And the mexican, known for his works "The Burning Plain" and "Pedro Paramo", had a good eye.
"The common place is that Rulfo is a writer who belatedly venturing into photography and secondarily," explains the BBC Victor Jimenez, director of the Juan Rulfo Foundation.
"It is very curious that in the 40s and 50s was well known in the middle of the photographers, who were surprised that photographer Juan Rulfo was writing," he adds.
Jimenez is one of six authors of the book "On the railways," which seeks to rescue the forgotten past photo of the writer, who died in 1986 at age 68.
Rulfo involved ended in late 1955 and 1956 in a unique photographic project: the area of railways in northern Mexico City.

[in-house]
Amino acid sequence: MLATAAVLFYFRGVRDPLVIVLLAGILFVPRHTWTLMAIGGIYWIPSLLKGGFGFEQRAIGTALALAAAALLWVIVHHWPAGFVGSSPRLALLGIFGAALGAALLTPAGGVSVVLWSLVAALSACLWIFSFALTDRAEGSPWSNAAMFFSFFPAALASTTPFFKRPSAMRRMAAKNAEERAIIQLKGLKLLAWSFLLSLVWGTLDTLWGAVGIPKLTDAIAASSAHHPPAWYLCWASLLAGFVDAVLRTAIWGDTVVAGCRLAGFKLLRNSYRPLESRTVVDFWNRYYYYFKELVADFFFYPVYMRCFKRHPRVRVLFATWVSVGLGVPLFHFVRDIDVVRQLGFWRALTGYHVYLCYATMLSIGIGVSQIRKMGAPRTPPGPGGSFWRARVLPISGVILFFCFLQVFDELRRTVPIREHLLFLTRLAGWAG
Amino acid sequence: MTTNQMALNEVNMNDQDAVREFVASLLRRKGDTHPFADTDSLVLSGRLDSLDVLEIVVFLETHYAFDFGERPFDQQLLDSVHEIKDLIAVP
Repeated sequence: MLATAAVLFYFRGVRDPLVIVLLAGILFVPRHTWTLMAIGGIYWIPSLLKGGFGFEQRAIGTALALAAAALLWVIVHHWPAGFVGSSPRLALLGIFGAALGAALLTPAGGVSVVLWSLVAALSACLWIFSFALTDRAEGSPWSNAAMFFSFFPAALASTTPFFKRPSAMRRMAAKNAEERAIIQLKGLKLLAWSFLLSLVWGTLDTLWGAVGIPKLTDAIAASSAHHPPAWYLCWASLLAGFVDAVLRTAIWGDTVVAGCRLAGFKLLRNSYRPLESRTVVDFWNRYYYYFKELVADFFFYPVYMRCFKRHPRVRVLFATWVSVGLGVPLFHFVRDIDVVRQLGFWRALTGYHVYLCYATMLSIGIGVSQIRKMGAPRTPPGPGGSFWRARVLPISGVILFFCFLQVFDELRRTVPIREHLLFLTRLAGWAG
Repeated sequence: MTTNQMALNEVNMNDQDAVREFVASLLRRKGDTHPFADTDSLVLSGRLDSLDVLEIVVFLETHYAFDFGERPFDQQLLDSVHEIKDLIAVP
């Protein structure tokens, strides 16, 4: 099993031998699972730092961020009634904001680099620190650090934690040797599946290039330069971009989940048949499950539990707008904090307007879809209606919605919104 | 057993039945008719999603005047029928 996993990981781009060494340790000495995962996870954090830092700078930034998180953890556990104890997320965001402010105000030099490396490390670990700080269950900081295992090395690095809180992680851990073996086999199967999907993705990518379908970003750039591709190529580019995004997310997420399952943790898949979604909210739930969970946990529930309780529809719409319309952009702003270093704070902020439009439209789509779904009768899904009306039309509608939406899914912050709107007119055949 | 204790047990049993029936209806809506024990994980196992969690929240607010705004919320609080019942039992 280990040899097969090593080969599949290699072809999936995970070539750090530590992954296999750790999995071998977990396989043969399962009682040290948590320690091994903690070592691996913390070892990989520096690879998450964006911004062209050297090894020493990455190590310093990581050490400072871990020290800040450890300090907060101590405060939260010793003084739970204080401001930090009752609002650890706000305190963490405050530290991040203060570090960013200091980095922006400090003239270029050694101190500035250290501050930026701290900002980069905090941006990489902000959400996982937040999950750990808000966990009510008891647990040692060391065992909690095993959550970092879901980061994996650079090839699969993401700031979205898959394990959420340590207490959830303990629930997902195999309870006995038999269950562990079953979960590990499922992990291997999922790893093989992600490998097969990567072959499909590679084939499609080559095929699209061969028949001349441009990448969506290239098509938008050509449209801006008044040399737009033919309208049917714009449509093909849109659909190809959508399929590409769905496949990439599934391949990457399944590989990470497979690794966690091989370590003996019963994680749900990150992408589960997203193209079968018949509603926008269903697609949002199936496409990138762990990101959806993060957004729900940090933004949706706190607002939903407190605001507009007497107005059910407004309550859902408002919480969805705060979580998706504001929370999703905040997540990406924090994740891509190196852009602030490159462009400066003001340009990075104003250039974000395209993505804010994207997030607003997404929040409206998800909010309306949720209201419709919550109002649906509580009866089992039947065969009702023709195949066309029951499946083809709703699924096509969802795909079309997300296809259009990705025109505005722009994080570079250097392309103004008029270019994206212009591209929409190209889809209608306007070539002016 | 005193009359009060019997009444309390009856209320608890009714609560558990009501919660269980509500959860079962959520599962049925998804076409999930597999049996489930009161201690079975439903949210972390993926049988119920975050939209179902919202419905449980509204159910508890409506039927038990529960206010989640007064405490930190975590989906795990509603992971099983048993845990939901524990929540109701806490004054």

Film director Roberto Gavaldón filmed in the documentary short the Terminal Valley of Mexico and the film Hidden, starring the popular Mexican actress Maria Felix, and invited to join as a photographer Rulfo.
"This is a job in a professional context, we do not know if it's a custom. Rulfo advantage for easier access to the railroad area. Maybe he was more interested in photographic challenge as an attempt to documentation," says Jimenez.
Rulfo ended up leaving some historical documents, since few years later that area disappear as is the registered his Rolleiflex camera to make way for a huge housing complex.
Owner of a library with over 700 books on photography, young Rulfo began to be interested in the activity.
"He is someone whose visual culture is present in their literature," Jimenez, "images that builds speaks words of someone who knows what to do with the eyes," he explains.
The texts of the book belong to Raquel Tibol, Victor Jimenez, Paulina Millan, Alberto Vital, Manuel Alejandro Suarez Perló Cohen and Pareyón.
Some pictures of Rulfo can be seen in an exhibition that takes place in the Tlatelolco Cultural Center of the Mexican capital.
Here is a selection of some of the images of the writer who appear in the play "On the railways".